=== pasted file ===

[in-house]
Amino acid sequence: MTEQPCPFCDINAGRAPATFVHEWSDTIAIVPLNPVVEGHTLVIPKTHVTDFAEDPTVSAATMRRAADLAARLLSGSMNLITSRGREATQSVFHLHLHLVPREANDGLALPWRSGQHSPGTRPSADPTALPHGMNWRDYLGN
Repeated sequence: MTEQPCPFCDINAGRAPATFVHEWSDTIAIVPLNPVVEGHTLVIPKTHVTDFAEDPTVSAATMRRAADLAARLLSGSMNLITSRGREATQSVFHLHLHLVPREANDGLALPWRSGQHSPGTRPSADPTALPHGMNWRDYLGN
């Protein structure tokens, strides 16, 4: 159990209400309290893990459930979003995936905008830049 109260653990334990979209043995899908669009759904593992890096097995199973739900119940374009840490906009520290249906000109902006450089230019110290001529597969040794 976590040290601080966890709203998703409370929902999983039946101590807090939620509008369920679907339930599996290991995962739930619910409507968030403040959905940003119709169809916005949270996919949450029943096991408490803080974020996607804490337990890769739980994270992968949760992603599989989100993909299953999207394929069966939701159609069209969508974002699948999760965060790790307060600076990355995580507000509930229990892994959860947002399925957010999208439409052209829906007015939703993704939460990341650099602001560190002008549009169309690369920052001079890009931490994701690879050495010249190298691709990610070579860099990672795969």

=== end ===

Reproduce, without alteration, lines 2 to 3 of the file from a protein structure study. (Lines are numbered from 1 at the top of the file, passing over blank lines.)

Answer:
Amino acid sequence: MTEQPCPFCDINAGRAPATFVHEWSDTIAIVPLNPVVEGHTLVIPKTHVTDFAEDPTVSAATMRRAADLAARLLSGSMNLITSRGREATQSVFHLHLHLVPREANDGLALPWRSGQHSPGTRPSADPTALPHGMNWRDYLGN
Repeated sequence: MTEQPCPFCDINAGRAPATFVHEWSDTIAIVPLNPVVEGHTLVIPKTHVTDFAEDPTVSAATMRRAADLAARLLSGSMNLITSRGREATQSVFHLHLHLVPREANDGLALPWRSGQHSPGTRPSADPTALPHGMNWRDYLGN